Health People Stimulate and inform

Pausing to smell the roses

Photo: Kel Fowler

A life-giving programme which has been running in Otago companies, schools, local bodies, the prison and university for more than two decades may be adopted nationally, such is its success.

The Time to Live programme seems to provide a “sense of hope and health”, says the man who developed it, Dunedin clinical counsellor Peter Frost.

Time to Live is exactly about that – people don’t appear to have enough time left to live after tasks and work are ended.”

They are fooled into thinking that working hard will satisfy their needs, dreams and hopes and yet it can do the opposite and can destroy health, marriages and life, he says.

After participating in the programme, professionals report that they’ve changed their lifestyle and work-style, also that their careers have become more successful and satisfying.

Thirty years ago, Peter wrote and started presenting Time to Live. He began teaching it at the University of Otago 22 years ago and has taught it there every year since.

“Students said these were the best lectures they’d ever had and that ‘this stuff really mattered’.”

An expert team has been formed and the programme is being considered for all first-year University of Otago students.

Dunedin clinical counsellor Peter Frost

The Minister of Health Dr David Clark and others came to a Time to Live presentation and expressed interest, Peter says. He says the Ministry of Health may consider adopting a national six-hour community version at some stage.

The programme structure

The first part of the programme shows that hard work is killing genuine, well-meaning people, and sets out how that happens. It includes strong data about why human physiology and neurology can’t survive under the pressure of heavy workloads.

Having considered how people have viewed success and happiness over the centuries, Time to Live then looks at the effects of stress, neglect, abuse and harm.

It helps participants understand how and why people make decisions.

Next the programme examines dopamine production and what scientifically happens when people spend too much time using computers, cellphones or watching television late at night.

The blue light generated mimics sunlight and so the brain interprets this as daylight and switches on unwanted neurochemicals.

“It becomes a serious risk environment for everyone affected.”

The resulting over-production of stress hormones repeatedly at night can be “deadly dangerous”, he says.

Such use of technology which interrupts sleep patterns detrimentally affects dream cycles, eating cycles and melatonin production, which is a key element of mood management.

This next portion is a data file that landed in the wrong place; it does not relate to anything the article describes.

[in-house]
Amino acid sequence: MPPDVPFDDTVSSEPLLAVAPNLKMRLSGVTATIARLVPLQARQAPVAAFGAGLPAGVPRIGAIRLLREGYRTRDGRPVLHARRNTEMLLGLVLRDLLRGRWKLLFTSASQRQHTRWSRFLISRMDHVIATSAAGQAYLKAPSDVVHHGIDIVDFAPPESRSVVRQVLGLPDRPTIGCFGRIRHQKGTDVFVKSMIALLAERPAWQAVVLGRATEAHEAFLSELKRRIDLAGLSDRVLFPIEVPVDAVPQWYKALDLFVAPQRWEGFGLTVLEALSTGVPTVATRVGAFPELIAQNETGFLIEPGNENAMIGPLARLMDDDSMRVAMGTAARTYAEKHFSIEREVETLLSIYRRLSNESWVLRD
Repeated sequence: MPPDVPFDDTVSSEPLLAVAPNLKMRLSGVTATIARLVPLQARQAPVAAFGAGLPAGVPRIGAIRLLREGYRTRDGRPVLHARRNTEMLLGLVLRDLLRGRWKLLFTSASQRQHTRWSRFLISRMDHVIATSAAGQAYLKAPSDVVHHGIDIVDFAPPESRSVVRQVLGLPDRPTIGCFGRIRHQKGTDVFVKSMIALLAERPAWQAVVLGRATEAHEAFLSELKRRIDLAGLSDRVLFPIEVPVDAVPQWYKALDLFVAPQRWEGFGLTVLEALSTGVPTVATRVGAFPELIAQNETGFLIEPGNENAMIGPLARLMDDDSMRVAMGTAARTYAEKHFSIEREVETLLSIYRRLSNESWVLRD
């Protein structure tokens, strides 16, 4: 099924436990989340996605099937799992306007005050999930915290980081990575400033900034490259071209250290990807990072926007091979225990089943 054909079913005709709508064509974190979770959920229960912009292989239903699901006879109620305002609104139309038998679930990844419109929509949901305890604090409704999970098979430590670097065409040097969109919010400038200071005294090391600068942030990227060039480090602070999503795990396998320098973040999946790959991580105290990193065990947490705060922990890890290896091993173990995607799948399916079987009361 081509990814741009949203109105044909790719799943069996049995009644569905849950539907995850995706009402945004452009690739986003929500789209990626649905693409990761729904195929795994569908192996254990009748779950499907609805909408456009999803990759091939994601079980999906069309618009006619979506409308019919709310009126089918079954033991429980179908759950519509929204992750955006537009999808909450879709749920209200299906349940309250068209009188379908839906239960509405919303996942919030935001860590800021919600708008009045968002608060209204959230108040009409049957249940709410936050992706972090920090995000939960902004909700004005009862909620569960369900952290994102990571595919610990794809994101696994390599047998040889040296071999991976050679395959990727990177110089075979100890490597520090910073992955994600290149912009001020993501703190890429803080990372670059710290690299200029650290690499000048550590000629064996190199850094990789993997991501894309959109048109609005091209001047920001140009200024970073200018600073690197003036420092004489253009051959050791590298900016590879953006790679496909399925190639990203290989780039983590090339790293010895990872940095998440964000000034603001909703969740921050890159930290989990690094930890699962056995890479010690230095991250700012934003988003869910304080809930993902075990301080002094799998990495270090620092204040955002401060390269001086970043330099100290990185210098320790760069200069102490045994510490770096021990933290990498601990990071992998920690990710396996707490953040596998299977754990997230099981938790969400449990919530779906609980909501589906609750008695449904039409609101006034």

Having explained scientifically why rest and sleep patterns matter, the programme discusses this critical hierarchy:

  • Sleep, the most important element of survival
  • Recreation, with an emphasis on “re-creation” through eating; forming relationships; and doing things necessary for a satisfying lifestyle
  • Work

Peter says society orders this hierarchy differently.

There is an overemphasis on work, particularly to the detriment of sleep.”

Taking time to rest and not overwork is part of Time to Live. Photo: Kel Fowler

Providing tools to improve mental health

World Health Organisation statistics show that in New Zealand in the last eight years, there has been an 11 per cent year-on-year increase in anxiety emergency presentations and that in 2016-17, there was a 300 per cent rise in calls to emergency services about anxiety and depression.

When New Zealand’s mental health is discussed, the classic response is that relationship breakdown is a main cause, Peter says.

Time to Live looks at a way of altering this relationship breakdown problem, providing tools to avoid or overcome it.

“The programme develops all these things, which appears to carry people through an understanding of why things aren’t working well at the moment; where we’ve lost our way; what the alternatives are.

“It seems to provide for a sense of hope and health.”

He says programme participants retain what they’ve learned, do survive and live well and decades later, report that “it works”.

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For further information:

To find out about Time to Live tutorial-style community workshops, please contact Peter Frost at [email protected]


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